This temperature of 2.73 degrees peaks in the microwave range of the EM spectrum, making the frequency around 160 GHz, which corresponds to a 1.9mm wavelength. If matter emits EMR as the aether washes through, then it's interesting that we have a 1.9mm wavelength in space, where it's cold and dark, and there is hardly any matter, but then here on Earth we have an atmosphere with blue skies, and red sunsets, and a visible spectrum in the range of 380 to 750 nanometers. Is it the density of a given area - based on how saturated it is by matter - which is regulating the size of EMR wavelengths?
In outerspace there might be a metre between every small molecule, or more. In our atmosphere (gas) the molecules are much closer, however only about one thousandth of the space is occupied by matter - the rest is void. The air around us is mainly empty space. Apparently, I'm in a room full of air but I can't see it - the air is invisible. If the gases which make-up the air emit EMR, the wavelengths do not appear to be in the visible spectrum. If I look at the table where my computer sits, then I'm very much aware that it's there. I can see the table. The molecules which make-up the table are emitting EMR in the wavelengths of the visible spectrum.
Today we think that the pressure of a gas is due to the molecules colliding with each other, and the walls of the container. Pressure is an average due to huge numbers of molecules colliding over a period of time. If the container gets bigger, then the molecules have more space in which to move, and they collide with the walls less often and the pressure drops. If you could follow the path of a single molecule of oxygen in the air, it is supposed that you would see it collide with other molecules about 6000 million times in one second. If it's true then that would make empty space a pretty choatic place. I personally have doubts about molecules colliding. The whole thing just sounds so ... irregular.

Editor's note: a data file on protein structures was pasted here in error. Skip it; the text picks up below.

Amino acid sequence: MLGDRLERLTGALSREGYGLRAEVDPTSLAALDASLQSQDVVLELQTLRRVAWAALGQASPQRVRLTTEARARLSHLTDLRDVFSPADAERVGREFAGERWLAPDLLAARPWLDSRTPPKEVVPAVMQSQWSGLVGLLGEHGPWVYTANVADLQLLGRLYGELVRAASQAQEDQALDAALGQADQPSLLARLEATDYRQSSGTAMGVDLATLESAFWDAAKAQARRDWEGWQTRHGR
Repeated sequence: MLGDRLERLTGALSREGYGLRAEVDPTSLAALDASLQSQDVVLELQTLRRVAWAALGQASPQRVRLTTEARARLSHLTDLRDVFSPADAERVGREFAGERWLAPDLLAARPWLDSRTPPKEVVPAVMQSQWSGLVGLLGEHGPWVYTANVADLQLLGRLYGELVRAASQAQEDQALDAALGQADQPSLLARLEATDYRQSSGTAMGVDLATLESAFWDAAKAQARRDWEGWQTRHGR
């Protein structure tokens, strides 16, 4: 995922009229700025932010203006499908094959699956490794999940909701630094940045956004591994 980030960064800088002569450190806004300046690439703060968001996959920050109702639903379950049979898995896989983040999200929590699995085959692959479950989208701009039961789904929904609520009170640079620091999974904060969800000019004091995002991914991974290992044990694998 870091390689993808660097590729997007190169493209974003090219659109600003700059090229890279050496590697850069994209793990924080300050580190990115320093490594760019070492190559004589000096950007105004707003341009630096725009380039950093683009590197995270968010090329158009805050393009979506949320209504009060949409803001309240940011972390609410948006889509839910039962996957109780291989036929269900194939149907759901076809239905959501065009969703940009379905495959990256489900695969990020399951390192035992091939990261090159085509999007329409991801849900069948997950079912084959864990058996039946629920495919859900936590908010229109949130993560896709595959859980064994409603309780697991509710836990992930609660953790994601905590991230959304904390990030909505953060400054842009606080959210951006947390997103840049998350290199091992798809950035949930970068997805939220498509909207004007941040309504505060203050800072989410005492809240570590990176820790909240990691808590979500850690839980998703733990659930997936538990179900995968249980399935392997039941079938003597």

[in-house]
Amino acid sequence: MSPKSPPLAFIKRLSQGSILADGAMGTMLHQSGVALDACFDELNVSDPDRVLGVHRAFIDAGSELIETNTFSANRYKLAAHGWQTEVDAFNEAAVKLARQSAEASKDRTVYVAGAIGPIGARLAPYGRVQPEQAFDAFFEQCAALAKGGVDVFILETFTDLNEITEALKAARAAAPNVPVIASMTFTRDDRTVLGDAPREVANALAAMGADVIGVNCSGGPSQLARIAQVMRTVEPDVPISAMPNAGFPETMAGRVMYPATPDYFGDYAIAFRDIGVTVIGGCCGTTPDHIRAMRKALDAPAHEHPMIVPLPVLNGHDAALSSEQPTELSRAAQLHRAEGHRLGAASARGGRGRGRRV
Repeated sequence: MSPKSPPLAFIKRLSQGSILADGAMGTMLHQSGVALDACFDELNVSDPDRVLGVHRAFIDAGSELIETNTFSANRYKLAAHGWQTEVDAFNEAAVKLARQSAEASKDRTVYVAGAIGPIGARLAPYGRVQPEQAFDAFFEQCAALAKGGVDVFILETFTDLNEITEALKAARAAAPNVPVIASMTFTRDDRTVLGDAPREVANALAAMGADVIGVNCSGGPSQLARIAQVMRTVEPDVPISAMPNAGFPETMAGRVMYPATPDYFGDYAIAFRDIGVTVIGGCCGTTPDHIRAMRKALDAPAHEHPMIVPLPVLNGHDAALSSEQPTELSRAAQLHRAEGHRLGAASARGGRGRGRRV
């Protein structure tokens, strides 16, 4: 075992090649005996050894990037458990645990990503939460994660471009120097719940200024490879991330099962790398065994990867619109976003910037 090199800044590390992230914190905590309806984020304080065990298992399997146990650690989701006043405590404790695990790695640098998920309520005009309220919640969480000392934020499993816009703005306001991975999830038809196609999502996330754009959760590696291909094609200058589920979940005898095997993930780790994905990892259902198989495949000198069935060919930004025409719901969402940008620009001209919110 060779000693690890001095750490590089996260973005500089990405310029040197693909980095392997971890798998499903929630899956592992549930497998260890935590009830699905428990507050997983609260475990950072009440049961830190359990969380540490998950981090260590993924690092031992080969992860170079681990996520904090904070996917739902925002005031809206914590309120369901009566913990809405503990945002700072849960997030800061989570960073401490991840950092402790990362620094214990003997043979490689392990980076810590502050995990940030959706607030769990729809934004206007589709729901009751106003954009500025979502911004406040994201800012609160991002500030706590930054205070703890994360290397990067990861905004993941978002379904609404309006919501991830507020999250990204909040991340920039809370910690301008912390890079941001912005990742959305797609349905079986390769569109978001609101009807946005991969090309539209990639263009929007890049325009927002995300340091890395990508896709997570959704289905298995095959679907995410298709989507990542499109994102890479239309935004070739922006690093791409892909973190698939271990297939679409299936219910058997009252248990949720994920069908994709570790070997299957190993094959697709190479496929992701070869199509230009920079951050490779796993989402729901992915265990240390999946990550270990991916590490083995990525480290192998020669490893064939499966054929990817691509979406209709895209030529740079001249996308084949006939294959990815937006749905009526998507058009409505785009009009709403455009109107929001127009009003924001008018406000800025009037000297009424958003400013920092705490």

Some of the early scientists thought of the particles of air as having little springs on them, and so developed the expression "the spring of the air". When measuring the pressure of gases, they thought they were measuring the springs that held the particles apart. In the mid 1600's, Robert Boyle studied the relationship between the pressure (p) and the volume (V) of a confined gas held at a constant temperature. Boyle observed that the product of the pressure and volume are observed to be nearly constant. Pressure and volume are inversely proportional (while one increases, the other decreases). This relationship between pressure and volume is called Boyle's Law in his honor.
Boyle considered the air as a fluid of particles at rest, with in-between small invisible springs. If you imagine the sheer numbers of springs involved, it's probably easier to think of a springy elastic fluid surrounding the molecules instead - which is exactly what Newton did! Newton referred to this imaginary fluid as the 'rare medium' (medium rarum). In the General Scholium to section VI of Book II of Principia, he sought to test experimentally "the opinion of some that there is a certain ethereal medium extremely rare and subtile, which freely pervades the pores of all bodies."
Newton proposed that the particles of the air (molecules) were motionless in space and were held apart by repulsive forces between them, so that any attempt to reduce the volume of a sample of gas was analogous to the compression of springs. This agrees with an observation made by Boyle that compressed air "brought to a degree of density about twice as great as that it had before, obtains a spring twice as strong as formerly." Newton found that the repulsive force was inversely proportional to the distance between the particles; basically, double the distance and the force is halved - and it's this model which leads straight to Boyle's Law.